Tuesday, 10 June 2014

Frank

WRITTEN BY: Jon Ronson, Peter Straughan
DIRECTED BY: Leonard Abrahamson
STARRING: Domhnall Gleeson, Michael Fassbender, Maggie Gyllenhaal, Scoot McNairy
RATING: 4 stars
 
There have been many films about a band's rise to musical stardom, but there has never been anything quite like Frank. The film is very funny, artistic and odd in a really good way. It also examines some dark issues, such as suicide, and has an important moral lesson under all its quirkiness and humour. Frank uses music to explore mental illness, feelings of being an outsider and the journey bands take when they dare to compromise their style to fit in with the mainstream. Essentially, it is about embracing who you are and being yourself.
 
Jon (Domhnall Gleeson) has an office job but aspires to be a musician and songwriter. The only problem is he lacks the ability to write a good song and wishes he had a troubled childhood to inspire him. One day, he sees a man trying to drown himself in the ocean. It turns out the man is the keyboard player for a band called Soronprfbs. Jon mentions to the band's manager Don (Scoot McNairy) that he can play the keyboard and suddenly he becomes a new band member. The group goes to a cabin retreat to record their new album, which takes much longer than Jon expected. Quirky singer/songwriter Frank (Michael Fassbender), who wears a papier mâché head all the time, seems to be a musical genius, although his talents are so unconventional that the masses have not yet embraced his style. While Frank supports Jon's ideas to make the band famous, other band members are less thrilled with the idea, including the always negative Clara (Maggie Gyllenhaal).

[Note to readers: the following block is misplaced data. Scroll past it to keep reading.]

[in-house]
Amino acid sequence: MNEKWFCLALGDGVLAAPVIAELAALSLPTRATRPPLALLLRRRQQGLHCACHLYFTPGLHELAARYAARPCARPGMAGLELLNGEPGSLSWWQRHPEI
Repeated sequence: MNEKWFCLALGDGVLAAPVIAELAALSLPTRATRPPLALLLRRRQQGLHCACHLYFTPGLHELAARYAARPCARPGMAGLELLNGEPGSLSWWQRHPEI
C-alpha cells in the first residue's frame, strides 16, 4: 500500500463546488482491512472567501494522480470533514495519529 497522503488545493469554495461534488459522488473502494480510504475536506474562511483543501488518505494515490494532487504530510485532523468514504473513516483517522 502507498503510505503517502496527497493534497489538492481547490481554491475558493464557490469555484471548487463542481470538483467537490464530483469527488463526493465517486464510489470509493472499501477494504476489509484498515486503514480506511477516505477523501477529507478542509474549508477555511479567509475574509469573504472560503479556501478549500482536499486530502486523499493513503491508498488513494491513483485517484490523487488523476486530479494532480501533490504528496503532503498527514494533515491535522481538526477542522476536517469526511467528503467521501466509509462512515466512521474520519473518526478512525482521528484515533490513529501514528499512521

The film does not spend too much time explaining why Frank wears the fake head except to suggest it is a defence mechanism. Despite not being able to show his face, Fassbender is powerfully emotive, proving he is a remarkable actor. Gyllenhaal is brilliant and brings a lot of laughs to the film. McNairy is also impressive, while Gleeson plays it appropriately straight in the lead role.
 
Writer Jon Ronson has based the story on his own experiences Chris Sievey, who had a comic persona called Frank Sidebottom. While Frank may be a little too strange for some viewers, it does a great job of being both hilarious and poignant.
 
 

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